expeditions dispatched to investigate the possibilities of Hudson bay were possibly coloured by political consideration or the decision influenced by the vested railroad interest affected by the proposal. We, however, know that the Hudson Bay Company's boats have traversed these seas for a couple of hundred years, and I have also read in the ' Gentlemen's Magazine.' an English publication, vol. 52, page 547, of date October 29, 1782, a quotation from the Paris ' Gazette ' of an expedition to Hudson bay by a small French squadron under the command of Admiral De La Perouse. This squadron consisted of the ' Sceptre,' 74 guns, and two frigates ' L'Astree ' and * L'Enga-gente' under the command of Chevalier Langle and the Sieur Joillie, having on board a detachment of 250 land forces with two 8-in. mortars, 300 shells, and four field pieces, that they sailed from Cape Francois on May 31, 1782. and on July 17, 1782, they arrived at the mouth of the strait, that they had neither charts nor pilots, but that they entered the bay, captured Fort Prince of Wales and Fort York, which is at the mouth of Nelson's river and after looting the several forts they sailed away having captured valuables to the amount of twelve millions of livres, which would represent about five hundred thousand pounds sterling.
The fact that a vessel of this class, a sailing vessel of course, of 74 guns could go into the bay in 1782 at that time of the year, accomplish what it did, and get out safely, would convince any ordinary man that both the straits and the bays are navigable for vessels of a larger draught. It convinces me that ordinary steamboats with proper appliances could navigate those waters much earlier than the dates mentioned.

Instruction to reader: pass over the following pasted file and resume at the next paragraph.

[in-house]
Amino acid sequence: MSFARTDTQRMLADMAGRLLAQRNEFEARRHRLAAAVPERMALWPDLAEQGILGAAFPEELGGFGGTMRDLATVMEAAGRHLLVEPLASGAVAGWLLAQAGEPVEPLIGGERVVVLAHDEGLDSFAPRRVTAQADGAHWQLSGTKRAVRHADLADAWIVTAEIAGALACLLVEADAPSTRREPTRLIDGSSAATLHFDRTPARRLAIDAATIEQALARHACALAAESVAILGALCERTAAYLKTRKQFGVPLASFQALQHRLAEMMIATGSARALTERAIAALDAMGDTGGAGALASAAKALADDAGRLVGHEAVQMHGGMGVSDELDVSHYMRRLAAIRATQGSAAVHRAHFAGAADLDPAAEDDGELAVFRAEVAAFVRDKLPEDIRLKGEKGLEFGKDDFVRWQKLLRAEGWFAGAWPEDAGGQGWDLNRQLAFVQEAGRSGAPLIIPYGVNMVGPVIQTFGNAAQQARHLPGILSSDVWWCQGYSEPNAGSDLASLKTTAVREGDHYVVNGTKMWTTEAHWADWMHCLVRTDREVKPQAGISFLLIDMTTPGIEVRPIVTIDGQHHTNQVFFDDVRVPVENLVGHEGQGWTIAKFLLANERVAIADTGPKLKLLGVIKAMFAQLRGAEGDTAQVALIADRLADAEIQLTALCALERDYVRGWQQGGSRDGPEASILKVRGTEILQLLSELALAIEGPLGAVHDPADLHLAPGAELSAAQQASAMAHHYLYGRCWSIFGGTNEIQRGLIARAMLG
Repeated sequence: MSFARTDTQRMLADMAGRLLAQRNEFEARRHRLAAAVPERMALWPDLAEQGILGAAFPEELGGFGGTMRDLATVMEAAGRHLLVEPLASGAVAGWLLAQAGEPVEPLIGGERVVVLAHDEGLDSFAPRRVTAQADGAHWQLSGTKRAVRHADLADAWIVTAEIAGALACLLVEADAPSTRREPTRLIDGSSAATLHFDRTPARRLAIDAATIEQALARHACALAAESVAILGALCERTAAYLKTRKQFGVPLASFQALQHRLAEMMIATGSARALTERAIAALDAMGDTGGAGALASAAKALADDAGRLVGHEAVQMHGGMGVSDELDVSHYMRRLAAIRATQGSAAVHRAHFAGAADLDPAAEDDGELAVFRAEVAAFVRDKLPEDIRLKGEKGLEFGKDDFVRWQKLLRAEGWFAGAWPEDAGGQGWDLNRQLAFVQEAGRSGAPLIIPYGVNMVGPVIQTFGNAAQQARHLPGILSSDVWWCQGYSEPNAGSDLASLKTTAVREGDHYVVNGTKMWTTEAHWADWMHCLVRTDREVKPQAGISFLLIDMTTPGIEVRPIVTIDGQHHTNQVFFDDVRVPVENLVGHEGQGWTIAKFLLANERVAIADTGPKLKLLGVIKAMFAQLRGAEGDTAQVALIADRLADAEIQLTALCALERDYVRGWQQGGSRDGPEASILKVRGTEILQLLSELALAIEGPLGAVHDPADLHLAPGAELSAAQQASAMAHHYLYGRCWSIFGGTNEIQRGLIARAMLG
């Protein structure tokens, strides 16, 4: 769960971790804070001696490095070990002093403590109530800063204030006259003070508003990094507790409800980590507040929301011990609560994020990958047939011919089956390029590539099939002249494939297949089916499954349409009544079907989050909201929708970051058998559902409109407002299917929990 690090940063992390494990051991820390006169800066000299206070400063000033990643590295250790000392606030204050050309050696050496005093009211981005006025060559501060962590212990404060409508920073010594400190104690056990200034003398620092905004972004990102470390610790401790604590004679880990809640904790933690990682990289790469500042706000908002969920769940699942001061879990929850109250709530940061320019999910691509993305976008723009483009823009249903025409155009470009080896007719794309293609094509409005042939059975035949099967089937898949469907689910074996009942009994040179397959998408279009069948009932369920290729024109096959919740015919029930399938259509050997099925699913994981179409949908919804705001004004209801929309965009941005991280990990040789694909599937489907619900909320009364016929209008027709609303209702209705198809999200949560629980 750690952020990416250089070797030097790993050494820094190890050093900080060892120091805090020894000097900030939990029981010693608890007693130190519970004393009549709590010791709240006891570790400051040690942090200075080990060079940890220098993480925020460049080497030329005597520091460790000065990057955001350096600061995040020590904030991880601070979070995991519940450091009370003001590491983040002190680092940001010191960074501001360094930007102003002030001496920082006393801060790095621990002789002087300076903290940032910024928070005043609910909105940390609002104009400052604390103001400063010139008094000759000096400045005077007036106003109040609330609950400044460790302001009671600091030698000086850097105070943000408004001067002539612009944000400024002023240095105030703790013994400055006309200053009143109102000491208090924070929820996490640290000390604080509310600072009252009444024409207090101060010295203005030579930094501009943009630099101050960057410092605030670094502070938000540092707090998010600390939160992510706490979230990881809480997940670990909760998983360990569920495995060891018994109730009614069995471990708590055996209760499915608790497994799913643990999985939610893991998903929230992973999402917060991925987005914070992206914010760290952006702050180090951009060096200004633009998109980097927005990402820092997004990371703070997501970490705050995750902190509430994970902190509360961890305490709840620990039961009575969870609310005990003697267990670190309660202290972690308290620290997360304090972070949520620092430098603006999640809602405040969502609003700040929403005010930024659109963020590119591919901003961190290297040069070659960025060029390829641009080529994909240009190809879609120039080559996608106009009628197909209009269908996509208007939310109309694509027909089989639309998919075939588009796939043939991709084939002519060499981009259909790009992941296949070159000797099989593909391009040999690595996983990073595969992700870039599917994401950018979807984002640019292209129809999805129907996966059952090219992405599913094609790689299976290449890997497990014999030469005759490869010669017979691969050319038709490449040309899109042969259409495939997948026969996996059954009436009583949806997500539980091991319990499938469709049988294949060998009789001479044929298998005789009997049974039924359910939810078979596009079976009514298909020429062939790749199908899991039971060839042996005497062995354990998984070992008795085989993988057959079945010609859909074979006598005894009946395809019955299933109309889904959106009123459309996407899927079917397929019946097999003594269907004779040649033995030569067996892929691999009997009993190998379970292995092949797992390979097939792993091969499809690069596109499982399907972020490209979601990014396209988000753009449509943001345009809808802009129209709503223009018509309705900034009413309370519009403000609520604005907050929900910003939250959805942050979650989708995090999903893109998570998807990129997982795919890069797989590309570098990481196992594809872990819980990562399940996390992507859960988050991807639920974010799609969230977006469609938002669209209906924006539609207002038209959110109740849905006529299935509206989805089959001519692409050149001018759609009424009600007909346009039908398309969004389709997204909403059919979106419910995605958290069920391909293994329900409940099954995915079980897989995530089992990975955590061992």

It is twenty-two years since the route was first officially examined, and the long delay in coming to a favourable conclusion affords another proof of the false perspective in which suggestions of transportation alterations are seen .
Last year several hon. gentlemen on both sides spoke favourably of this matter.
Quoting from 'Hansard.' page 901, on March 30, 1906,1 find the hon. member from Souris (Mr. Schaffner) used these words:
I do not see how any one can look at that inland sea and not come to the opinion that Providence had a very wise thing in his mind when he put Hudson bay there. It was to oarry out the products, not only of Manitoba and the Northwest Territories, but also of the Northern United States.
The hon. member for East Assiniboia, as reported in ' Hansard,' page 908, March 30, 1906, expressed the hope that a railroad to Hudson bay would shortly be built and that such road would receive substantial aid from the Dominion government. The hon. member for East Assiniboia agreed with the hon. gentleman from Souris that such a railroad was a necessity, and would be a valuable Mr. CASH.
additional route for the whole of the western country.